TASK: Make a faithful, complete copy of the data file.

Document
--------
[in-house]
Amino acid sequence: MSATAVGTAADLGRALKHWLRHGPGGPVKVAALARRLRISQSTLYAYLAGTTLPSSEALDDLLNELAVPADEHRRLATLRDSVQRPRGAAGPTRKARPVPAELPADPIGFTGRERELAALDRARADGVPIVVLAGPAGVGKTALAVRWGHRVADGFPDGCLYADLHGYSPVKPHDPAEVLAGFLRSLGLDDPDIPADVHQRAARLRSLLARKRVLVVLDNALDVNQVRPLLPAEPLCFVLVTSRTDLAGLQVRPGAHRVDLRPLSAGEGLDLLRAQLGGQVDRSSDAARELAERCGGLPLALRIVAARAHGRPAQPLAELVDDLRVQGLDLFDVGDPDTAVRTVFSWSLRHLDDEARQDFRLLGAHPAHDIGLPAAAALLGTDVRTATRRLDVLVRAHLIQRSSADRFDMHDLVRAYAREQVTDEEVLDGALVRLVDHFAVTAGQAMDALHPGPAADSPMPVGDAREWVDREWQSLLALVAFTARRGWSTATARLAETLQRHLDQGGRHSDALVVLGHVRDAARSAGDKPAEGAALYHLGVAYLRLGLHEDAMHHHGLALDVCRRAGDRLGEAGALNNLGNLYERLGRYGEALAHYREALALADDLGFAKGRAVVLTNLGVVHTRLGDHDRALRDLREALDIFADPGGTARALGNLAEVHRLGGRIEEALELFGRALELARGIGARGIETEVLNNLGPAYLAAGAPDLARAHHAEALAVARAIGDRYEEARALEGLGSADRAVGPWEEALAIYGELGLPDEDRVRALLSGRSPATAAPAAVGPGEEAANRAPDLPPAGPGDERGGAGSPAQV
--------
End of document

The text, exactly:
[in-house]
Amino acid sequence: MSATAVGTAADLGRALKHWLRHGPGGPVKVAALARRLRISQSTLYAYLAGTTLPSSEALDDLLNELAVPADEHRRLATLRDSVQRPRGAAGPTRKARPVPAELPADPIGFTGRERELAALDRARADGVPIVVLAGPAGVGKTALAVRWGHRVADGFPDGCLYADLHGYSPVKPHDPAEVLAGFLRSLGLDDPDIPADVHQRAARLRSLLARKRVLVVLDNALDVNQVRPLLPAEPLCFVLVTSRTDLAGLQVRPGAHRVDLRPLSAGEGLDLLRAQLGGQVDRSSDAARELAERCGGLPLALRIVAARAHGRPAQPLAELVDDLRVQGLDLFDVGDPDTAVRTVFSWSLRHLDDEARQDFRLLGAHPAHDIGLPAAAALLGTDVRTATRRLDVLVRAHLIQRSSADRFDMHDLVRAYAREQVTDEEVLDGALVRLVDHFAVTAGQAMDALHPGPAADSPMPVGDAREWVDREWQSLLALVAFTARRGWSTATARLAETLQRHLDQGGRHSDALVVLGHVRDAARSAGDKPAEGAALYHLGVAYLRLGLHEDAMHHHGLALDVCRRAGDRLGEAGALNNLGNLYERLGRYGEALAHYREALALADDLGFAKGRAVVLTNLGVVHTRLGDHDRALRDLREALDIFADPGGTARALGNLAEVHRLGGRIEEALELFGRALELARGIGARGIETEVLNNLGPAYLAAGAPDLARAHHAEALAVARAIGDRYEEARALEGLGSADRAVGPWEEALAIYGELGLPDEDRVRALLSGRSPATAAPAAVGPGEEAANRAPDLPPAGPGDERGGAGSPAQV